SLO Architecture Builds Turntable Dome from Discarded Plastic Bottles and Face Masks
Every year, billions of tons of plastic waste are dumped into landfills and in oceans that have immensely polluted the ecosystem. Now SLO Architecture has found an innovative way to make use of plastic waste. It has built a Turntable dome in New Jersey by using discarded two-liters cut plastic soda bottles and face masks.
The organization has turned discarded plastic into a rotating public installation and a transcendent common space for reflection. Build on 400 square feet area, the structure is 24 feet high and 20 feet wide.
Located in Coopers Poynt Waterfront Park, Camden, New Jersey, its exterior has been made up of around 2,000 two liters of plastic soda bottles while 3-ply polypropylene face masks have been used to build its dome-style interior.
This lightweight dome forms a space that contemplates the cycles of the history of Camden and a potential energy head. SLO Architecture wanted to create a piece that would have reconsidered the history of Camden, New Jersey, and highlighted its current issues such as illegal garbage dumping.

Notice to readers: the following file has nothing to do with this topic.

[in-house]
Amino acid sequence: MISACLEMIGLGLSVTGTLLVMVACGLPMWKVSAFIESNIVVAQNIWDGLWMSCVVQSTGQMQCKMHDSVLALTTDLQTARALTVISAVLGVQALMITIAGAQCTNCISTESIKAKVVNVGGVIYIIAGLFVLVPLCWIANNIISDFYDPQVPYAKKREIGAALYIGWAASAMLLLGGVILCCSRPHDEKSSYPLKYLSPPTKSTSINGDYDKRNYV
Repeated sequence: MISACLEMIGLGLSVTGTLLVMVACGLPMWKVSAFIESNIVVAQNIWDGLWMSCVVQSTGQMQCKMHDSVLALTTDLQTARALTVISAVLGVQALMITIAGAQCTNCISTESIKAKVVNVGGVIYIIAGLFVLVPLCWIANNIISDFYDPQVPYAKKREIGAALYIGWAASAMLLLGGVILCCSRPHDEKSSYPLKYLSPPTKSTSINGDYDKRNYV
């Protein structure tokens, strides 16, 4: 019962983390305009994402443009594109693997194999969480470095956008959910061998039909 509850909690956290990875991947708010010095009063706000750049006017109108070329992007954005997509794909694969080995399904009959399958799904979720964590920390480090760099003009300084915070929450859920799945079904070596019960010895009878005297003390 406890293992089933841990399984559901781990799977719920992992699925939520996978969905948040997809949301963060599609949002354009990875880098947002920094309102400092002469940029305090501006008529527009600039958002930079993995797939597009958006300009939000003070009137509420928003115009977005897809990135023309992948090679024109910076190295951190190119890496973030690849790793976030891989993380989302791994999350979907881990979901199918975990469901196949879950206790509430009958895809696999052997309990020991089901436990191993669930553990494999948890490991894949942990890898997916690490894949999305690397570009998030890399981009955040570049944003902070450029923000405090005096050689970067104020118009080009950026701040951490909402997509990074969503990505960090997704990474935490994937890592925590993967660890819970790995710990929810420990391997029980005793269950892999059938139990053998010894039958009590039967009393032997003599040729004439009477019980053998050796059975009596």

As per SLO Architecture with Camden Turntable, the discarded is unearthed and reconsidered. A wind-powered beacon becomes a shoreline focal point at Coopers Poynt Park. Using wind energy captured by thousands of cut two-liter soda bottles, a cylinder spins above a ring of scaffolding.
Also Read: Discarded Face Masks to be repurposed for Making Pavements and Roads
These converted spaces will host dynamic temporary art installations and creative programming. More than 65,000 people who travel through Camden daily and its 77,000 residents will be provided with a new view.
Meanwhile, single-use plastics and paper bags are set to be banned in stores and food service establishments situated in New Jersey from May 2022. Governor Phil Murphy had signed legislation regarding this matter in November 2020. With this, New Jersey has become the first city to ban such items.